|Nutrition Facts (per serving)|
|Amount per serving|
|% Daily Value*|
|Total Fat 1070g||1,371%|
|Saturated Fat 417g||2,084%|
|Total Carbohydrate 29g||10%|
|Dietary Fiber 10g||34%|
|Total Sugars 2g|
|Vitamin C 2mg||12%|
|*The % Daily Value (DV) tells you how much a nutrient in a food serving contributes to a daily diet. 2,000 calories a day is used for general nutrition advice.|
Finocchiona, a Tuscan salami flavored with fennel seeds, allegedly owes its origins to a thief at a fair near the town of Prato, who stole a fresh salami and hid it in a stand of wild fennel.
When he returned for it, he found it had absorbed the aromas of its hiding place and had become quite delicious.
Whether or not the story is apocryphal (it likely is), Finocchiona is indeed a wonderful treat. There are two kinds of Finocchiona, the first being Sbriciolona, which is a very fresh, soft, and crumbly style that can be spread over bread with a butter knife. The other is a cured, aged Finocchiona, which is much firmer.
9 pounds (4 kilograms) lean pork, such as shoulder, loin, ham trimmings, or pork chops
2.2 pounds (1 kilogram) pork fat
1 large clove garlic
4 1/2 ounces (125 grams) fine sea salt
1 ounce (25 grams) black peppercorns, divided in half and ground
1 tablespoon fennel seeds, or 2 teaspoons dried wild fennel seeds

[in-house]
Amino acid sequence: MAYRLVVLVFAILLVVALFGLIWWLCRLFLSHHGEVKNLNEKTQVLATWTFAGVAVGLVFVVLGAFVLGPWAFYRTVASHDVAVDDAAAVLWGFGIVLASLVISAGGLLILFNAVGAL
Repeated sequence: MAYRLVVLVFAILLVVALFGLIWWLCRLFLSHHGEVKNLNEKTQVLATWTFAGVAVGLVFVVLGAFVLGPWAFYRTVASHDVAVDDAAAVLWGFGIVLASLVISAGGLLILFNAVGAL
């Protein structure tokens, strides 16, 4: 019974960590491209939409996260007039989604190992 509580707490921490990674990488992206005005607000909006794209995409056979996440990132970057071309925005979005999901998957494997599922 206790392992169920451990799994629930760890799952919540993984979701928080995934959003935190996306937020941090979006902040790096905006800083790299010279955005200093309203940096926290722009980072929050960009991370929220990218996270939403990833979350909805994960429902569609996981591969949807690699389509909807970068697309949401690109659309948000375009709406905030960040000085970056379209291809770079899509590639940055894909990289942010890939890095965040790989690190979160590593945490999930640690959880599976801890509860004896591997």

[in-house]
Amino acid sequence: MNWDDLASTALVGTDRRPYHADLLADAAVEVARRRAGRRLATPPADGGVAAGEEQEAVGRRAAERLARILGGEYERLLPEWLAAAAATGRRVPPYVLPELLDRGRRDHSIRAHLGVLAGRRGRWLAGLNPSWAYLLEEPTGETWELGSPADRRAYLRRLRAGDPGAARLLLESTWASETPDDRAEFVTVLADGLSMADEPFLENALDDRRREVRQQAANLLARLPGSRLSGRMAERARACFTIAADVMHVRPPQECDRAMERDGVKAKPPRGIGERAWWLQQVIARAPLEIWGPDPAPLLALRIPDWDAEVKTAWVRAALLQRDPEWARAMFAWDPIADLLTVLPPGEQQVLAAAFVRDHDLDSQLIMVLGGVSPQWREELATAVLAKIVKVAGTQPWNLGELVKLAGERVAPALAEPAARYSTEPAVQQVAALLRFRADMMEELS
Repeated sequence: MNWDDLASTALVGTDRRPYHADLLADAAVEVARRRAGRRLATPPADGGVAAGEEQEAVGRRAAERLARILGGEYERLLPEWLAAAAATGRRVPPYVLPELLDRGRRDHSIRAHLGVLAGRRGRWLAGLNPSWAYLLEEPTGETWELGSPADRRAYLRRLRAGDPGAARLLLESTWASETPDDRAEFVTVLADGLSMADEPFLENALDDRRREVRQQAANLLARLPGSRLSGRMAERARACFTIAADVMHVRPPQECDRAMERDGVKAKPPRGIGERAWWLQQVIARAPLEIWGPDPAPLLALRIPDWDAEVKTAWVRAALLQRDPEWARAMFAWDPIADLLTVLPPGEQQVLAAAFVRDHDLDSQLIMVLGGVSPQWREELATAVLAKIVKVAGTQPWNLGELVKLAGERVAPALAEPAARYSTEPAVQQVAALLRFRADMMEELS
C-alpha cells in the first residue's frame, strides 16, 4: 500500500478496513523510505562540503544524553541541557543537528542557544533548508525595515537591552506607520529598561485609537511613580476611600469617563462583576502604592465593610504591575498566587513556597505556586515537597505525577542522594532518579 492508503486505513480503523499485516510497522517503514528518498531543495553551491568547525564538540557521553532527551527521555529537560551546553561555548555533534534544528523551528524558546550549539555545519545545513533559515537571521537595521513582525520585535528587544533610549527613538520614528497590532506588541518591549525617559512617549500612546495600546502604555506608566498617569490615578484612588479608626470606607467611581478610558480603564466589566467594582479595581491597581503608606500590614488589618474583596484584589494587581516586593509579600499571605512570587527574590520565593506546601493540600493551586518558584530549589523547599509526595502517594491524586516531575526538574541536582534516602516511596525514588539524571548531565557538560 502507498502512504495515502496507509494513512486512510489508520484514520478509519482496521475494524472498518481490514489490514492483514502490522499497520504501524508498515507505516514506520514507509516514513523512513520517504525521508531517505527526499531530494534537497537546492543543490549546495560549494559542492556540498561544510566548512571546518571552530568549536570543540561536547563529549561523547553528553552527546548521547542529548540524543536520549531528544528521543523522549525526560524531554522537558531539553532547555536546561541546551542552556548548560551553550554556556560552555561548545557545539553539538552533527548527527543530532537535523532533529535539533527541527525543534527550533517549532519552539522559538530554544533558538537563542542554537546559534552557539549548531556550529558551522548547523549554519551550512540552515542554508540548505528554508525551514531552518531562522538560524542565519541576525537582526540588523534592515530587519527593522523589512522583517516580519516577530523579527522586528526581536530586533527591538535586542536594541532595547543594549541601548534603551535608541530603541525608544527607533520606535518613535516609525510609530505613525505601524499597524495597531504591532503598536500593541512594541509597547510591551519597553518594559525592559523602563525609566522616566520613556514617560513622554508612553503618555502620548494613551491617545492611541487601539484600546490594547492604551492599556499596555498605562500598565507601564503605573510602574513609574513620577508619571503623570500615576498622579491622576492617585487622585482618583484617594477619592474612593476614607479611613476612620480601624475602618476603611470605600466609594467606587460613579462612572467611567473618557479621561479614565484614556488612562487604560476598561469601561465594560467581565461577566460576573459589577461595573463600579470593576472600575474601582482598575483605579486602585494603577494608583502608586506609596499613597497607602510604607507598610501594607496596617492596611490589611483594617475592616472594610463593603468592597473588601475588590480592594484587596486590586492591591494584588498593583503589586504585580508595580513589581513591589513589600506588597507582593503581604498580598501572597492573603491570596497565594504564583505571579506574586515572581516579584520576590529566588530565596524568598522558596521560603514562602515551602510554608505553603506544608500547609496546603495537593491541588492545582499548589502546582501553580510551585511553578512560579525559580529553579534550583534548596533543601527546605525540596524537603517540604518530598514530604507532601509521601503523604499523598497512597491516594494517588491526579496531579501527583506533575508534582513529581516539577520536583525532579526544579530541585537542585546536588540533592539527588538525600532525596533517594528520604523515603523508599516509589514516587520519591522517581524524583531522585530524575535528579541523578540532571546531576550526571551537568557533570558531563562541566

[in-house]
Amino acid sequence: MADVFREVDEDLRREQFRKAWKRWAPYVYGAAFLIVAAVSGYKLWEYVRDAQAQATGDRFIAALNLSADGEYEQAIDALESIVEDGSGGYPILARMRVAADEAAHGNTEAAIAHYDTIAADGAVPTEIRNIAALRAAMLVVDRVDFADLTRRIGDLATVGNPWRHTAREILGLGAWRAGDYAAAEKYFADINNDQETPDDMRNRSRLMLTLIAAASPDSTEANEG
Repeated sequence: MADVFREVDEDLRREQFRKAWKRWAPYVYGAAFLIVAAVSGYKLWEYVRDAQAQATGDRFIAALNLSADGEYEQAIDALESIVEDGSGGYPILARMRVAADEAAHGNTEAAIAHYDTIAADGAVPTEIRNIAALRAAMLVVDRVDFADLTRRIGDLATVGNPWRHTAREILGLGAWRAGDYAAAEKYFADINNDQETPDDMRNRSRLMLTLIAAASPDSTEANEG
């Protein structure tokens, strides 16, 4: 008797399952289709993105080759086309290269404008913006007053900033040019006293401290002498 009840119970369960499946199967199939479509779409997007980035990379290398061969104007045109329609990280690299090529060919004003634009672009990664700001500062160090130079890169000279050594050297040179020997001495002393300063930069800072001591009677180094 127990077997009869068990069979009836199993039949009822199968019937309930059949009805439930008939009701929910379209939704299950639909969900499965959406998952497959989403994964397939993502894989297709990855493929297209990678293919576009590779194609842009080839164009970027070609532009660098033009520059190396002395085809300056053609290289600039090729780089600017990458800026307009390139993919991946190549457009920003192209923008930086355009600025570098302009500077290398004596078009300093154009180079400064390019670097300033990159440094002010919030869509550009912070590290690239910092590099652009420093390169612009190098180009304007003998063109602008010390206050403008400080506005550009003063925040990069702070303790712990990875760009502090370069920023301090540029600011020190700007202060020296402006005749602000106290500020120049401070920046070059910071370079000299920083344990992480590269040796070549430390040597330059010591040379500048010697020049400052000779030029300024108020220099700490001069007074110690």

1 cup Chianti wine
1 sausage casing, 3 to 4 inches in diameter
Chop the meat quite finely, first the lean meat and then the fat, and combine them in a bowl.
Pound the garlic clove to a fine paste with a mortar and pestle and combine it with the salt, pepper, fennel, and wine.
Mix the seasonings into the meat and work the mixture thoroughly, until it begins to gain a certain degree of cohesion.
Take your casing and fill it, tamping the meat down to keep air pockets from forming.
Press the filling down from the inside and squeeze down from the outside so as to obtain enough free casing at the top to be able to tie it tightly shut with strong string. To keep air from becoming trapped in the middle layers, puncture the casing uniformly with a fine-pointed tool known as a Pettinella (little comb), and continue to press the meat to compact it as much as possible.
At this point, the casing has to be tightly tied. Using the same string used to close off the end; tie both up, down, and around the salami.
To cure it, place the Finocchino in a cool (65 F/18 C) draft-free place. It's vital that it not draw heat during the process. Ideally, lay it in hardwood ashes of an isolated part of the cellar, far from hot-water pipes. It will be ready in about 4 months.
This recipe may seem like it requires a lot of salt, but the salami should be about 2 1/2 percent salt by weight.
Curing Meat Warning
Curing meat requires specific expertise and failure to cure meat properly may result in sickness or death. If you have no experience in this area, we advise you to consult an expert to teach you proper techniques and applications.
Great Resources on Curing Meat
Since curing meat requires such a specific skill set, otherwise, it can lead to illness or worse, we highly recommend consulting with an expert to teach you proper techniques. We found that the following four publications are super helpful guides and go in-depth about just such processes, procedures, and techniques:
- Charcuterie: The Art of Salting, Smoking, and Curing by Michael Ruhlman and Brian Polcyn
- Home Production of Quality Meats and Sausages by Stanley Marianski
- The River Cottage Smoking & Curing Handbook by Steven Lamb
- USDA’s Processing Procedures: Dried Meats